- February 20, 2022
- Posted by: OptimizeIAS Team
- Category: DPN Topics
TOPIC: Science & Tech
Context- Astronomical observations suggest that a significant part of the universe is made up of dark matter which interacts with the rest of the universe only through the gravitational pull.
Primordial black holes:
- One hypothesis is that dark matter comprises a large number of compact objects such as primordial black holes.
- When the universe was very young, hot and dense – soon after the Big Bang, it must have had quantum fluctuations of its density.
- This, in turn, would have caused some regions to become extremely dense, and therefore, to collapse under their own gravity to form the primordial black holes.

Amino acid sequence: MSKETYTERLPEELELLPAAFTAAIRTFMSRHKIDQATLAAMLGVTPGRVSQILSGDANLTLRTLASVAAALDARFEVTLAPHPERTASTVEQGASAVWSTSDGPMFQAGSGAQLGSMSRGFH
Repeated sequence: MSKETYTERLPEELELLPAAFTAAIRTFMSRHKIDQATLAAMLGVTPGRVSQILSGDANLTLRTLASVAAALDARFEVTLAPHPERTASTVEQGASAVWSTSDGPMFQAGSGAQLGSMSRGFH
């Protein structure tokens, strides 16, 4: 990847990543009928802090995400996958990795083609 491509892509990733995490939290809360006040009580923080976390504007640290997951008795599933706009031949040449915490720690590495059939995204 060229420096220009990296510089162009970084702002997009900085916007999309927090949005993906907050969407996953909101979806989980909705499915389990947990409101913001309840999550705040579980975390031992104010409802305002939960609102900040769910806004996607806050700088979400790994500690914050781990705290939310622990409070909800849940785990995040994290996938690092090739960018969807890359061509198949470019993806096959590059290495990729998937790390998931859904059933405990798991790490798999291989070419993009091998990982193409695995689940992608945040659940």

- When light travels through space and passes near a massive or compact body – a star, a galaxy or a black hole, for example, the intense gravity of that body may attract the light towards it, bending it from its rectilinear (straight line) path.
- This phenomenon is known as gravitational lensing and was first observed by Arthur Eddington in 1919.
- Massive objects like galaxies can bend light significantly, producing multiple images, this is called strong lensing.
- Lighter objects like stars or black holes bend light less, and this is called microlensing.
- A similar lensing can happen to gravitational waves travelling towards the Earth, and this would leave signatures in the detected gravitational waves. This can be used to detect the presence, or the existence, of primordial black holes.